March of Science in Bonn

A signal against Fake News

„Steht auf für die Wissenschaft“, forderten Demonstranten im Februar in Boston.

Demonstrators in Boston in February with their signs in support of science.

Bonn. On Saturday, there will be a worldwide “March for Science” with people demonstrating against an anti-scientific worldview at the Hofgarten at the University of Bonn.

In October of 1983, hundreds of thousands of people protested for peace and disarmament and against the NATO Double-Track Decision at the Hofgarten of the University of Bonn.  This coming Saturday, another kind of signal will be sent out from the same location. “March for Science” at the Bonn Hofgarten is a demonstration for scientific-based knowledge as a basis for society and democracy.  It’s not only a local phenomenon, people all around the world will be taking to the streets, in the U.S. and Europe, in Brazil, China and Nigeria.  The demonstrations correspond with  “Earth Day.”  

Support for fact-based knowledge

“We want to stand for something,” emphasizes Andrea Bauer, who has organized the event with a team of seven like-minded people.  For the 34-year-old, it’s about science, freedom in research, fact-based knowledge and independent information.  “This is an important asset in a democratic society,” she said.  But in the times of Fake News, where the tone in social debate has changed, she sees this asset in danger.  Organizers emphasize that the demonstration is non-partisan and not institutional.  Bauer is chair of the Bonn Green Party but is involved in this event as a private person.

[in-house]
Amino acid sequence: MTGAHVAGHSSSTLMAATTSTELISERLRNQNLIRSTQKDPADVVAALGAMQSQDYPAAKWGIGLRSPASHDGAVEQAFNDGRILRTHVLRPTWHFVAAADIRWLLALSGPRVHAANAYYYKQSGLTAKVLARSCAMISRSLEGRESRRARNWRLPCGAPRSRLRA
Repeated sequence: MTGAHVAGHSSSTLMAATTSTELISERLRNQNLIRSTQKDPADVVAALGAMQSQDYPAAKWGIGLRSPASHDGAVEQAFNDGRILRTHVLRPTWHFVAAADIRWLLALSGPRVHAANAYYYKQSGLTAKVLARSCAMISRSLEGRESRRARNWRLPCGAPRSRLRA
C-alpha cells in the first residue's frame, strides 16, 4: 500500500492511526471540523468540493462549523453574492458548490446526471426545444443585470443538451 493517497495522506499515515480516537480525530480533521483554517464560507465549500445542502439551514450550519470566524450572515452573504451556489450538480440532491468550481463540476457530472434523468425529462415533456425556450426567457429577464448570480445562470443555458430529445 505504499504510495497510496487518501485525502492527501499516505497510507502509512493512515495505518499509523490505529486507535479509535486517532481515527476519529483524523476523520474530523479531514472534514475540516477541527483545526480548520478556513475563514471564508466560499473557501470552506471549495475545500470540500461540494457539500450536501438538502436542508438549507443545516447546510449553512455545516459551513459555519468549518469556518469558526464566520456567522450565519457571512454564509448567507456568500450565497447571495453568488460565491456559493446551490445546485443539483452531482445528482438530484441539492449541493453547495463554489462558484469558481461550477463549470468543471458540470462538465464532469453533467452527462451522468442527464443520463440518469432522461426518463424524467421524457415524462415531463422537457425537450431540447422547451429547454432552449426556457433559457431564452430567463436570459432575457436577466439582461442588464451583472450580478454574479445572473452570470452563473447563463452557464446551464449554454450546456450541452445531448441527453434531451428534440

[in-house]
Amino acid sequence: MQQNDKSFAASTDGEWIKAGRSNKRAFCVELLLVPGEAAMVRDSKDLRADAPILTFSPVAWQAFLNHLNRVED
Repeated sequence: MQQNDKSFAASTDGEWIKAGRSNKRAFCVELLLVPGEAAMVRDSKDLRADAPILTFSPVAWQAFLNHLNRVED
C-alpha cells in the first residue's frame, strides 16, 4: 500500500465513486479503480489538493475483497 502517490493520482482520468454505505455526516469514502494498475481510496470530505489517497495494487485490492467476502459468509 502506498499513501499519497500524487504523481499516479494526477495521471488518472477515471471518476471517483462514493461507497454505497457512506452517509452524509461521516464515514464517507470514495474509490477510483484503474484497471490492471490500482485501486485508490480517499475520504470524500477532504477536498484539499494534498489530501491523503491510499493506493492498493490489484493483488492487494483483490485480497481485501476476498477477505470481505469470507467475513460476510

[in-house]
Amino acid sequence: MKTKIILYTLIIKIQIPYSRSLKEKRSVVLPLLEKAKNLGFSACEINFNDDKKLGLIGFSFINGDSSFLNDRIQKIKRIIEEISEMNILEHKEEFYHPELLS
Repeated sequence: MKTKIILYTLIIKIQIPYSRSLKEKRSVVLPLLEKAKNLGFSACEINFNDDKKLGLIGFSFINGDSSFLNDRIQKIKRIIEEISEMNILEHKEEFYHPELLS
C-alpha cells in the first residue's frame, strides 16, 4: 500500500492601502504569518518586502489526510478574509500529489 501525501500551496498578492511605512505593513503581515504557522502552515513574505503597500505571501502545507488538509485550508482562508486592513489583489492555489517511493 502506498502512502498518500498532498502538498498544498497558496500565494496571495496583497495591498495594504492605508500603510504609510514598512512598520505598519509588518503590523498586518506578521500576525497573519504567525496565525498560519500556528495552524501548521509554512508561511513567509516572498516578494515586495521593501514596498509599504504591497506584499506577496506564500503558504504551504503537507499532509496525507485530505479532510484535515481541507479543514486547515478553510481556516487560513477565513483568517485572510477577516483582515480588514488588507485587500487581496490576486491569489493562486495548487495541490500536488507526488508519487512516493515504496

As Bauer describes it, the idea of a rally for science and research came at the end of last year in the U.S. in response to the “de-democratization” of public discourse by the new U.S. president Donald Trump.  He initiated a departure from the climate protection policy of his predecessor, Barack Obama, by decree.  On Twitter,  he wrote "The concept of global warming has been created by and for the Chinese to make American production uncompetitive.”  In mid-February, hundreds of researchers in Boston demonstrated, holding signs in support of science.  

Rallies to reach the wider public

On Saturday, the protests are intended to reach the greater public and as the website of the German organizers put it, acknowledge that scientific facts as a basis for social discourse is not negotiable.  Around 21 cities or regions from Berlin to Munich, and Hamburg to Helgoland will participate.

Science journalist Ranga Yogeshwar also promotes an open and critical dialogue and supports the action. He told the Berliner Zeitung (Berlin Newspaper) that in social networks, such as the channels of the right-wing populist party AfD, one could observe the constructing of “eigener Wahrheiten” (one’s own truths). "Many of these platforms avoid the real controversy, the civilized exchange. What they offer is a reflection of the users and the echo of their thoughts,” says Yogeshwar, which can lead to a distorted reality and fake news.  

The demonstration in Bonn is the largest in the state of North-Rhine Westphalia and co-organizer Bauer says the initiative is supported by all the universities, and there is also support from scientific institutions.  On Saturday, April 22, the rally will take place at the area outside the University of Bonn in the city center from 12 until 3 pm.   Orig. Text: Daniela Greulich